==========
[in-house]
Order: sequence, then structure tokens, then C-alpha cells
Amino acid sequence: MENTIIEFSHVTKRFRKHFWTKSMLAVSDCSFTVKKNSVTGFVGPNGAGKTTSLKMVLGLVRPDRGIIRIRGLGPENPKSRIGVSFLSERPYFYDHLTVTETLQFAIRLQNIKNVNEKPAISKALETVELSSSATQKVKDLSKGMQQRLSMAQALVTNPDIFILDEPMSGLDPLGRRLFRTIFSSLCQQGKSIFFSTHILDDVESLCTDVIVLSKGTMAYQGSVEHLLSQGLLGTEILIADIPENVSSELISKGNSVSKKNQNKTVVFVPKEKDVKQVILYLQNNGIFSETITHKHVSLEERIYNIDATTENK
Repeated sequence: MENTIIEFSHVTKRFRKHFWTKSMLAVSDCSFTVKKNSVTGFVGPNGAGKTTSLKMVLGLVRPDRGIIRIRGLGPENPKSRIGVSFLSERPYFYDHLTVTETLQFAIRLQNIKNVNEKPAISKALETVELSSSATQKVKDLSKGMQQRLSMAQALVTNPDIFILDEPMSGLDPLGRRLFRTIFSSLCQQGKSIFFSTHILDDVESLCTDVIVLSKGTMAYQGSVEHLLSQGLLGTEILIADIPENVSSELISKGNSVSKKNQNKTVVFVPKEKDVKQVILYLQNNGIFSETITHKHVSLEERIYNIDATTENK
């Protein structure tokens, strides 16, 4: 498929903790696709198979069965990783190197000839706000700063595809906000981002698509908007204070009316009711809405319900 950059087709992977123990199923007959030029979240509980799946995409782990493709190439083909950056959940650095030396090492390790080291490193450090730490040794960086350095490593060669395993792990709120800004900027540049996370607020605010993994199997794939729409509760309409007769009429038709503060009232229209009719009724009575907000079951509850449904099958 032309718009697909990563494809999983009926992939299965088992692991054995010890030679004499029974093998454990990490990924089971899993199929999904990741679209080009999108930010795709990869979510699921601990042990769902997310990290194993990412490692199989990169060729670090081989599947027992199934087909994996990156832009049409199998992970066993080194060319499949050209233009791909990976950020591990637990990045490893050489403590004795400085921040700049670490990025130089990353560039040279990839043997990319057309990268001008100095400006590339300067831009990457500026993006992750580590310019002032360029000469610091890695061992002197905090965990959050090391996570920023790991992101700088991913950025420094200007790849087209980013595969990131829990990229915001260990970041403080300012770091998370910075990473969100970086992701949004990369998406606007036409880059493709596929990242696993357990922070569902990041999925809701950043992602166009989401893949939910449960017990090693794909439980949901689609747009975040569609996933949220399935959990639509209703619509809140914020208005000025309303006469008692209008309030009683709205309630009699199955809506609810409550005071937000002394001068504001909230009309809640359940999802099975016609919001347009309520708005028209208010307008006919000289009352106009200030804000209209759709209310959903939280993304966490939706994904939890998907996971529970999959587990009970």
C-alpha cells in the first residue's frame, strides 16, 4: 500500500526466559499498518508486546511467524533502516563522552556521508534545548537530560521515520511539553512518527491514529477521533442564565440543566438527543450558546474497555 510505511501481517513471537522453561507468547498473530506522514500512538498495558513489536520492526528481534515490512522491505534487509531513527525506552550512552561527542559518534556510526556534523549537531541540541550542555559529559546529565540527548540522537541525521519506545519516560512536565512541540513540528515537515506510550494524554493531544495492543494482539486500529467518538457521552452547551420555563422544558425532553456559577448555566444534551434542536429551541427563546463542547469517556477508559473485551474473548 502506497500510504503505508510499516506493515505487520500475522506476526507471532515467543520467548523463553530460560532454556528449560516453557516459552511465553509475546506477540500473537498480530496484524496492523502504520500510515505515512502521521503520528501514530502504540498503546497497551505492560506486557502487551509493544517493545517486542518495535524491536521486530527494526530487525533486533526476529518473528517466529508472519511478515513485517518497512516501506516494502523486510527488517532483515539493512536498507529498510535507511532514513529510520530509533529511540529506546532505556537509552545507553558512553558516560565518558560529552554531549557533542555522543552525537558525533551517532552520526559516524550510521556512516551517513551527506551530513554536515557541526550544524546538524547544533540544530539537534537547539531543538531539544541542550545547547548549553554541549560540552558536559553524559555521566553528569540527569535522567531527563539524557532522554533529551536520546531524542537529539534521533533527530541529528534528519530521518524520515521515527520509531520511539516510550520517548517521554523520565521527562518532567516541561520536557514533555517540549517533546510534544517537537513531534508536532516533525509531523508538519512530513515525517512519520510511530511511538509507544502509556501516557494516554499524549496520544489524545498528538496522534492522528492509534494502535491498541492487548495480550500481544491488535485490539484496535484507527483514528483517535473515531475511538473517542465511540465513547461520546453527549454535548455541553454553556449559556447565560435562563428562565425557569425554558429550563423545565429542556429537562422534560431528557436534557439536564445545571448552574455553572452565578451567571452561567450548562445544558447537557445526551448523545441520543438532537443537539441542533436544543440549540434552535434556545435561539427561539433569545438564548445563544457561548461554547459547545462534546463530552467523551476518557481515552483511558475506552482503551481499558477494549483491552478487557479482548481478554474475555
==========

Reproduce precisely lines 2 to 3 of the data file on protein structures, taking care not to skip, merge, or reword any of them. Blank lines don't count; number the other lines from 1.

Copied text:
Order: sequence, then structure tokens, then C-alpha cells
Amino acid sequence: MENTIIEFSHVTKRFRKHFWTKSMLAVSDCSFTVKKNSVTGFVGPNGAGKTTSLKMVLGLVRPDRGIIRIRGLGPENPKSRIGVSFLSERPYFYDHLTVTETLQFAIRLQNIKNVNEKPAISKALETVELSSSATQKVKDLSKGMQQRLSMAQALVTNPDIFILDEPMSGLDPLGRRLFRTIFSSLCQQGKSIFFSTHILDDVESLCTDVIVLSKGTMAYQGSVEHLLSQGLLGTEILIADIPENVSSELISKGNSVSKKNQNKTVVFVPKEKDVKQVILYLQNNGIFSETITHKHVSLEERIYNIDATTENK